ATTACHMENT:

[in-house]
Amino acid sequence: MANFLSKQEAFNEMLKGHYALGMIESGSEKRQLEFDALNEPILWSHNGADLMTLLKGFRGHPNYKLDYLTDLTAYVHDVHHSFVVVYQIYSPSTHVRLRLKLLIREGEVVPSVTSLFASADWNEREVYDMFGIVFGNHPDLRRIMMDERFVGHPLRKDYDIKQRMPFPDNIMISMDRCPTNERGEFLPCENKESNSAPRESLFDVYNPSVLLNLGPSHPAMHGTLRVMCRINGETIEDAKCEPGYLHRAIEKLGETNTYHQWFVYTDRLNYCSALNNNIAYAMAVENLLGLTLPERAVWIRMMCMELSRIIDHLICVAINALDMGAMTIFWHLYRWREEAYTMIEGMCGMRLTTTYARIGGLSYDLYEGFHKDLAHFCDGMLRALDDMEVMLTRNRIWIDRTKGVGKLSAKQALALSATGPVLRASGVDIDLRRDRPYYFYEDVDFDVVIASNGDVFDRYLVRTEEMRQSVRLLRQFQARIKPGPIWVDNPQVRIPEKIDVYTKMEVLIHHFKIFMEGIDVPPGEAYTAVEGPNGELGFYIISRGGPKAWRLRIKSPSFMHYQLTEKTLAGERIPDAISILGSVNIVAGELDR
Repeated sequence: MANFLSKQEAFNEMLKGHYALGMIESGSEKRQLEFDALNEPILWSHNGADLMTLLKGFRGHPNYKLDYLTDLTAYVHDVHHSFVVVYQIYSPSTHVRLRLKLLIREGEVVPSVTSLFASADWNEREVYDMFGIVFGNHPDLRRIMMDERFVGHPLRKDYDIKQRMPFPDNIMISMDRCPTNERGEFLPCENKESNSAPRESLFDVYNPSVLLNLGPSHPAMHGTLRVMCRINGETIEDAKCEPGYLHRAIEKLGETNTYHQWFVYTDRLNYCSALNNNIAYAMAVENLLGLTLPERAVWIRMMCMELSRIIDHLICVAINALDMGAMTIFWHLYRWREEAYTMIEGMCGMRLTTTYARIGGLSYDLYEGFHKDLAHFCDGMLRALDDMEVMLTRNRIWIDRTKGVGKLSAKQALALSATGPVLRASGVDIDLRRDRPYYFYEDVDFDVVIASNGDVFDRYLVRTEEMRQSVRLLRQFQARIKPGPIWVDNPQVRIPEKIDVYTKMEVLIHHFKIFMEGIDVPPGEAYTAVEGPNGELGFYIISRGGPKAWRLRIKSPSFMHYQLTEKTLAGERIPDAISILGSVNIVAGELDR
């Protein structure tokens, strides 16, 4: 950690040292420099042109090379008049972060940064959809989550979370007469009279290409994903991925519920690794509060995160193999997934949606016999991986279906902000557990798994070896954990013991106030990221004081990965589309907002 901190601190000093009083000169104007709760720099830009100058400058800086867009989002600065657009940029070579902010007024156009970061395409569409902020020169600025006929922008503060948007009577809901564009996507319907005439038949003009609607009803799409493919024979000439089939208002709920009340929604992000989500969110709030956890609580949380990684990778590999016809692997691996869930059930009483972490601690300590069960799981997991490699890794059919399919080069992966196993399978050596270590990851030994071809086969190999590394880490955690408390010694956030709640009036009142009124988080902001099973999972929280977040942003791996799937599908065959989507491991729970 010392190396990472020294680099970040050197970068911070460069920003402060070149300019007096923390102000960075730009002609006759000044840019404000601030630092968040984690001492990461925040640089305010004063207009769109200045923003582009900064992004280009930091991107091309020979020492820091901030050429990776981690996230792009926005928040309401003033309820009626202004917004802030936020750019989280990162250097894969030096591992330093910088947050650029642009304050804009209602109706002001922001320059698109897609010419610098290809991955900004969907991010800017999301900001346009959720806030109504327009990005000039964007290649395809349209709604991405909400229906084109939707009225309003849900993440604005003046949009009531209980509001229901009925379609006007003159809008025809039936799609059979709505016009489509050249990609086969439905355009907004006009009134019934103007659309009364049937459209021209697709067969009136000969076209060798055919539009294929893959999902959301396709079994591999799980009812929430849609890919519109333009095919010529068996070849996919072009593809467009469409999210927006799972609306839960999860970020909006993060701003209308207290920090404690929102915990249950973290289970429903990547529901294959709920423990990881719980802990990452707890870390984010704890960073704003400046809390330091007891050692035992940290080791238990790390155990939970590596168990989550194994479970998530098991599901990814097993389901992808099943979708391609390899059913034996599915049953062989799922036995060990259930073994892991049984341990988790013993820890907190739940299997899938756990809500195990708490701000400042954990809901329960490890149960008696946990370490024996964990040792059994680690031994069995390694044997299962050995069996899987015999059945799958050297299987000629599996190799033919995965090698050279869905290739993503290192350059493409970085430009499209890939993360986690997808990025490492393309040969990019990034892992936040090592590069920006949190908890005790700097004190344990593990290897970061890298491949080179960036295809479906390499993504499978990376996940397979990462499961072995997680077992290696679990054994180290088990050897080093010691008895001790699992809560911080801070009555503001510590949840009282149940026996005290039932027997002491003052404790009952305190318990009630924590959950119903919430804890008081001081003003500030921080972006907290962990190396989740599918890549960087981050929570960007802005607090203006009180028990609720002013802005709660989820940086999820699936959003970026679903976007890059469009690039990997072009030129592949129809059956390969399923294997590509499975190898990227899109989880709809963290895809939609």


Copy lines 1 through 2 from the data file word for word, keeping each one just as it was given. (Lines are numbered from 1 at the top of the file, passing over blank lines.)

[in-house]
Amino acid sequence: MANFLSKQEAFNEMLKGHYALGMIESGSEKRQLEFDALNEPILWSHNGADLMTLLKGFRGHPNYKLDYLTDLTAYVHDVHHSFVVVYQIYSPSTHVRLRLKLLIREGEVVPSVTSLFASADWNEREVYDMFGIVFGNHPDLRRIMMDERFVGHPLRKDYDIKQRMPFPDNIMISMDRCPTNERGEFLPCENKESNSAPRESLFDVYNPSVLLNLGPSHPAMHGTLRVMCRINGETIEDAKCEPGYLHRAIEKLGETNTYHQWFVYTDRLNYCSALNNNIAYAMAVENLLGLTLPERAVWIRMMCMELSRIIDHLICVAINALDMGAMTIFWHLYRWREEAYTMIEGMCGMRLTTTYARIGGLSYDLYEGFHKDLAHFCDGMLRALDDMEVMLTRNRIWIDRTKGVGKLSAKQALALSATGPVLRASGVDIDLRRDRPYYFYEDVDFDVVIASNGDVFDRYLVRTEEMRQSVRLLRQFQARIKPGPIWVDNPQVRIPEKIDVYTKMEVLIHHFKIFMEGIDVPPGEAYTAVEGPNGELGFYIISRGGPKAWRLRIKSPSFMHYQLTEKTLAGERIPDAISILGSVNIVAGELDR